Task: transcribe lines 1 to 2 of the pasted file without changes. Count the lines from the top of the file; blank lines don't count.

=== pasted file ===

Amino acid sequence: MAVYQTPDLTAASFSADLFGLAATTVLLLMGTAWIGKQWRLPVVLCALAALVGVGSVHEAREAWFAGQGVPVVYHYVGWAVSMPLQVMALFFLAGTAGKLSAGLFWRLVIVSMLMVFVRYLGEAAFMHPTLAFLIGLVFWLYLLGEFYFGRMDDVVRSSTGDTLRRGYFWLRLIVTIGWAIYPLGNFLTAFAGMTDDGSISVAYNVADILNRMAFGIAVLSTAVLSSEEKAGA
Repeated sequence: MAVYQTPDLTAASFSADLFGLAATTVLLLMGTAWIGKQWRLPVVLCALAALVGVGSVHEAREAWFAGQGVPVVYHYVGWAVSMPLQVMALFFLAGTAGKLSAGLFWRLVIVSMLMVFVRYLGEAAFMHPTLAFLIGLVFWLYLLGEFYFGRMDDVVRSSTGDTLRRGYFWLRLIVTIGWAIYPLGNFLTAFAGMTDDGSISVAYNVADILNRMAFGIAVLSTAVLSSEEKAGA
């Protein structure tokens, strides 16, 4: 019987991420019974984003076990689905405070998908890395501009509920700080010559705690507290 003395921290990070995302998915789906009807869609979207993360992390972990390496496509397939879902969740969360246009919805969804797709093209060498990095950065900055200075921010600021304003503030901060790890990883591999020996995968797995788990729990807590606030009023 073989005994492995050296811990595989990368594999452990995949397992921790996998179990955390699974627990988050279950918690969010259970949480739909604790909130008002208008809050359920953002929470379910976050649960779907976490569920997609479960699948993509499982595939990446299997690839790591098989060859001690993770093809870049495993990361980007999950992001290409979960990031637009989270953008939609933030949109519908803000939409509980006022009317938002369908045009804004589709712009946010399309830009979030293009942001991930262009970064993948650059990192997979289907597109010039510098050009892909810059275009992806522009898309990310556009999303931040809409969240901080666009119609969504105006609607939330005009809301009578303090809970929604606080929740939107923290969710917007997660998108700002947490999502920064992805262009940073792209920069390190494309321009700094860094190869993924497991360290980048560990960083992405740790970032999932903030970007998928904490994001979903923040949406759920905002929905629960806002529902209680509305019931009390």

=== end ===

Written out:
Amino acid sequence: MAVYQTPDLTAASFSADLFGLAATTVLLLMGTAWIGKQWRLPVVLCALAALVGVGSVHEAREAWFAGQGVPVVYHYVGWAVSMPLQVMALFFLAGTAGKLSAGLFWRLVIVSMLMVFVRYLGEAAFMHPTLAFLIGLVFWLYLLGEFYFGRMDDVVRSSTGDTLRRGYFWLRLIVTIGWAIYPLGNFLTAFAGMTDDGSISVAYNVADILNRMAFGIAVLSTAVLSSEEKAGA
Repeated sequence: MAVYQTPDLTAASFSADLFGLAATTVLLLMGTAWIGKQWRLPVVLCALAALVGVGSVHEAREAWFAGQGVPVVYHYVGWAVSMPLQVMALFFLAGTAGKLSAGLFWRLVIVSMLMVFVRYLGEAAFMHPTLAFLIGLVFWLYLLGEFYFGRMDDVVRSSTGDTLRRGYFWLRLIVTIGWAIYPLGNFLTAFAGMTDDGSISVAYNVADILNRMAFGIAVLSTAVLSSEEKAGA